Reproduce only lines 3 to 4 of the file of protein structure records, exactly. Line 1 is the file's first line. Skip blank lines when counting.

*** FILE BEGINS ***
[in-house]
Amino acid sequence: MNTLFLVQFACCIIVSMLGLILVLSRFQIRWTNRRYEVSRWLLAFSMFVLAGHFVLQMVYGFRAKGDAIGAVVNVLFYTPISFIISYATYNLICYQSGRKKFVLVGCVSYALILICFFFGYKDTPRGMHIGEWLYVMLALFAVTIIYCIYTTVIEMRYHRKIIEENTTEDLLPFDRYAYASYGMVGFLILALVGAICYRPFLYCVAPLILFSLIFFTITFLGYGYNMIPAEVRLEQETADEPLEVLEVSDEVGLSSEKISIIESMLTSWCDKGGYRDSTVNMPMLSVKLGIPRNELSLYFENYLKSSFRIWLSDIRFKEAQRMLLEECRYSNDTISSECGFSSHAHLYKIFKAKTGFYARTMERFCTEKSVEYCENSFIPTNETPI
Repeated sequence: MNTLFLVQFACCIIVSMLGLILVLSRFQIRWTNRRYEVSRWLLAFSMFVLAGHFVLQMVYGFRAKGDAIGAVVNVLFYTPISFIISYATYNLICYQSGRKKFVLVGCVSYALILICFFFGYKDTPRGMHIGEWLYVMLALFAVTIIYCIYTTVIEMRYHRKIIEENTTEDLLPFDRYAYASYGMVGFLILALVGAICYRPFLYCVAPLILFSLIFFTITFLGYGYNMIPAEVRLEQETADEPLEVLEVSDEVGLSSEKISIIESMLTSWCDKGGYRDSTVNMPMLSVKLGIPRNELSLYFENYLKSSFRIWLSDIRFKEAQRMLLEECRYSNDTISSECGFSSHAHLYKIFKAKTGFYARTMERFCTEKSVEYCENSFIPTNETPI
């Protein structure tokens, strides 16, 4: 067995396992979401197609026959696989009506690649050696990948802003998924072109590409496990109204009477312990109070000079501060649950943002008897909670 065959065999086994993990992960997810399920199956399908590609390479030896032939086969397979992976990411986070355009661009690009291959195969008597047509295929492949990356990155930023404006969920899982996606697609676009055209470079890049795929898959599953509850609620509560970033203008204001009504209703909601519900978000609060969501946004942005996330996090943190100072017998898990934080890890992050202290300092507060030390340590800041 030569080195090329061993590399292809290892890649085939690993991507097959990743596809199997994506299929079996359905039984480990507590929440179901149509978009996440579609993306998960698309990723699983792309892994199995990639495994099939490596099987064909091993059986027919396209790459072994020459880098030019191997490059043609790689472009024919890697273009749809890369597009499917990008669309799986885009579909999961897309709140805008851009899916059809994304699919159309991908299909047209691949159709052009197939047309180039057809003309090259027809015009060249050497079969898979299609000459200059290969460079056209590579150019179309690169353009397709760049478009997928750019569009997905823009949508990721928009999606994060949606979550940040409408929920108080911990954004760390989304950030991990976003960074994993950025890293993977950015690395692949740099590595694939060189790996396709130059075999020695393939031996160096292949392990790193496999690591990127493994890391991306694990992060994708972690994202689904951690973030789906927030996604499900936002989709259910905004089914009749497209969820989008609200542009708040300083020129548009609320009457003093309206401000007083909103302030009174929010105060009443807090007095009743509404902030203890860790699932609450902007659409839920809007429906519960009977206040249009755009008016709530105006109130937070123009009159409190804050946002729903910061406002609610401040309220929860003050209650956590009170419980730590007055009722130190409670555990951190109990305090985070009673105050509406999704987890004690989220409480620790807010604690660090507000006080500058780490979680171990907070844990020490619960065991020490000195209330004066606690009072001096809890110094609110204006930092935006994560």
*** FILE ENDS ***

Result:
Repeated sequence: MNTLFLVQFACCIIVSMLGLILVLSRFQIRWTNRRYEVSRWLLAFSMFVLAGHFVLQMVYGFRAKGDAIGAVVNVLFYTPISFIISYATYNLICYQSGRKKFVLVGCVSYALILICFFFGYKDTPRGMHIGEWLYVMLALFAVTIIYCIYTTVIEMRYHRKIIEENTTEDLLPFDRYAYASYGMVGFLILALVGAICYRPFLYCVAPLILFSLIFFTITFLGYGYNMIPAEVRLEQETADEPLEVLEVSDEVGLSSEKISIIESMLTSWCDKGGYRDSTVNMPMLSVKLGIPRNELSLYFENYLKSSFRIWLSDIRFKEAQRMLLEECRYSNDTISSECGFSSHAHLYKIFKAKTGFYARTMERFCTEKSVEYCENSFIPTNETPI
């Protein structure tokens, strides 16, 4: 067995396992979401197609026959696989009506690649050696990948802003998924072109590409496990109204009477312990109070000079501060649950943002008897909670 065959065999086994993990992960997810399920199956399908590609390479030896032939086969397979992976990411986070355009661009690009291959195969008597047509295929492949990356990155930023404006969920899982996606697609676009055209470079890049795929898959599953509850609620509560970033203008204001009504209703909601519900978000609060969501946004942005996330996090943190100072017998898990934080890890992050202290300092507060030390340590800041 030569080195090329061993590399292809290892890649085939690993991507097959990743596809199997994506299929079996359905039984480990507590929440179901149509978009996440579609993306998960698309990723699983792309892994199995990639495994099939490596099987064909091993059986027919396209790459072994020459880098030019191997490059043609790689472009024919890697273009749809890369597009499917990008669309799986885009579909999961897309709140805008851009899916059809994304699919159309991908299909047209691949159709052009197939047309180039057809003309090259027809015009060249050497079969898979299609000459200059290969460079056209590579150019179309690169353009397709760049478009997928750019569009997905823009949508990721928009999606994060949606979550940040409408929920108080911990954004760390989304950030991990976003960074994993950025890293993977950015690395692949740099590595694939060189790996396709130059075999020695393939031996160096292949392990790193496999690591990127493994890391991306694990992060994708972690994202689904951690973030789906927030996604499900936002989709259910905004089914009749497209969820989008609200542009708040300083020129548009609320009457003093309206401000007083909103302030009174929010105060009443807090007095009743509404902030203890860790699932609450902007659409839920809007429906519960009977206040249009755009008016709530105006109130937070123009009159409190804050946002729903910061406002609610401040309220929860003050209650956590009170419980730590007055009722130190409670555990951190109990305090985070009673105050509406999704987890004690989220409480620790807010604690660090507000006080500058780490979680171990907070844990020490619960065991020490000195209330004066606690009072001096809890110094609110204006930092935006994560």